Garages are an unusual place. I think when man went into his first cave looking for shelter; he actually went into the first garage. Think about it. It’s dark, dirty, and if you make a mess-who cares. It’s a place to store stuff out of the weather and to keep it out of the reach of other cavemen. It’s a place to get away from the world’s woes. It’s a hiding place from the angry cavewife. It’s where you can just hang and do nothing. It’s a place where you can scratch, burp, pass gas, and belch the alphabet. All this in the sanctuary of the cave/garage…HEAVEN. My dad usually hung out in his cave after supper. He’d go out there and pour himself a nicecave welcoming drink from the vodka bottle hidden behind the water softener. Then, he would proceed to putz on some new idea. Whether it be his cruise control (He often terrified the family when the Chevy test laboratory would go on it’s own idea of a cruise) or the weedless fishing lure that eventually caught bass. I cherish the time we spent together in his cave building a go kart, or when he showed me how to deck the neighborhood bully and even when he broke ping pong paddles over my butt after setting the lawn chairs on fire while burning ants with a magnifying glass. The cave/garage is a place where you can create, invent, rebuild, restore, repent, and repair.

My Dad’s cave was a very cool place. He had his tools all arranged on the wall and could tell when I used them. Everything had its place. He had some old automobilia tacked on the walls mixed with some girly calendars. It was a clean place. Sometimes my folks danced the night away in the cave. I always wanted a neat cave like my dad’s-a kind of cool shrine to manhood and automobilia.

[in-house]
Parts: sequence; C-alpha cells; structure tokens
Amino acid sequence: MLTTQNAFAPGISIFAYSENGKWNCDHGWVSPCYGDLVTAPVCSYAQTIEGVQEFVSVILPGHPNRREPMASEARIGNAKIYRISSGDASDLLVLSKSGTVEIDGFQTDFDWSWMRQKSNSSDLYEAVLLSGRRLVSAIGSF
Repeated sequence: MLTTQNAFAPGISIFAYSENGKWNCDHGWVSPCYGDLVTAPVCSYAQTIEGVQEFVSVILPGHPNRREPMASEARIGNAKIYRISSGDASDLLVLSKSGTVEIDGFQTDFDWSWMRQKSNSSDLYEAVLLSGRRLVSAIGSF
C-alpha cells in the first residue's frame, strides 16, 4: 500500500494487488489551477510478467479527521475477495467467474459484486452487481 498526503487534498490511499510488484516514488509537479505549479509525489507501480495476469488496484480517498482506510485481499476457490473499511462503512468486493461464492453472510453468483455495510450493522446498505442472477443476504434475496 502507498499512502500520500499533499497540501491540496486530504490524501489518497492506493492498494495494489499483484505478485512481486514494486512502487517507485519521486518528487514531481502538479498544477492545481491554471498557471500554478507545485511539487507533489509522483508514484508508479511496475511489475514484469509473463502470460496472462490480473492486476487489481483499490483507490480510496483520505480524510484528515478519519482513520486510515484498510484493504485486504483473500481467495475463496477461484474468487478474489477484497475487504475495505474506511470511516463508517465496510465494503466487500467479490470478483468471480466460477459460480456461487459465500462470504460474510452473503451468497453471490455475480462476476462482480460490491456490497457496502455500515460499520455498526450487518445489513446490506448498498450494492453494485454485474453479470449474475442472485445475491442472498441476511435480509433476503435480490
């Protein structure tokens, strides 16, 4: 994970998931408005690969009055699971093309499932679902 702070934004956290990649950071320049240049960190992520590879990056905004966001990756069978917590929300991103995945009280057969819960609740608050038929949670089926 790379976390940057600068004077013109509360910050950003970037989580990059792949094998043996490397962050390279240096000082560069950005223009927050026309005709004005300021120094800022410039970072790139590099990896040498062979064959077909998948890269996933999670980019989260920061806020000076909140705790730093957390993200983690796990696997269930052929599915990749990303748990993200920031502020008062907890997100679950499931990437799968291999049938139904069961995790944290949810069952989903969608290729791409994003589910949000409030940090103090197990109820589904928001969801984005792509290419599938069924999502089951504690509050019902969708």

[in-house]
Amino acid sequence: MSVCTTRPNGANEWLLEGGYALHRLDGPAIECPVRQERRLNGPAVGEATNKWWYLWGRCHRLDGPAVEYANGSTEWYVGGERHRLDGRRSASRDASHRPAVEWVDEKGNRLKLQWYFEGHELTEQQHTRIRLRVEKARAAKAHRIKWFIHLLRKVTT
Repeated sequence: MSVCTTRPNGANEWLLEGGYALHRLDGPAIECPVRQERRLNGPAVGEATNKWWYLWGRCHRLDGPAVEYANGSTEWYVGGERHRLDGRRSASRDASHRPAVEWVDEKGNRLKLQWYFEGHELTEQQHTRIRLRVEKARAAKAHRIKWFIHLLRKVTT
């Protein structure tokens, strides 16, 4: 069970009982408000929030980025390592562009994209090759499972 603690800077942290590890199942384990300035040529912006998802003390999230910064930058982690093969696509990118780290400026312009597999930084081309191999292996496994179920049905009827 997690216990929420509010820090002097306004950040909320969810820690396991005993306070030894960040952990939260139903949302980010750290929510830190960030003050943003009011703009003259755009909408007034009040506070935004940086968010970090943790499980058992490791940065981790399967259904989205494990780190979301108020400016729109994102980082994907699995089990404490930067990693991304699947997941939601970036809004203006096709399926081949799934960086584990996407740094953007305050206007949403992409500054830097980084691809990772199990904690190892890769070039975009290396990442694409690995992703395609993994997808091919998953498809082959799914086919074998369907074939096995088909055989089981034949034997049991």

I finally got my own cave when we remodeled our home in Novato in 1986. It was very much like my dad’s cave only crammed with more cars and stuff. It had a lift in it, lots of models, and car advertisements on the wall. The neighborhood kids spent a lot of time hanging out or helping me clean Brutus (’57 Vette). But it was crowded and cramped and way too small. I yearned for better.

Life brought my wife Sue and I to Penn Valley. We found a great house that had two caves-an upper and a lower cave. Nice, but not the shrine I yearned for. Then I met Tom Frantz, my new neighbor. He is a partner in SHS-Sips Home Systems-a Grass Valley company the sells foam cored structural panels. He showed me a video on how the panels are made and are put up.

The panels are cost effective, extremely strong, and best of all, very insulated. I had just tried washing Brutus in 110 degree heat in a metal horse barn so Tom had my attention. After a few weeks of playing with paper and a scale, the Garagemahal was created. I went to Tom’s business partners, Joy and Ken Porter who sat down with me and worked out the details. Ken is a licensed contractor so now all the pieces were in place. My dream cave was to become a reality!

The metal barn went to its new home in May and as soon as the foundation got carried off, the forms were laid for the new Garagemahal.

On June 17th SHS had a house razing party. Contractors interested in this high tech building system came to get their education and certification to begin their own future with SIPS (Structurally Insulated Panel Systems). They started at 8 am. By 3 pm the walls were up and a new cave had been born. My cave. My Garagemahal!

If you are interested, have any questions, or wish to see, feel free to ask/call me, Dave (432-0396) or call SHS (477-9790).

Original article appeared in the 2007 Roamin Angels newsletter.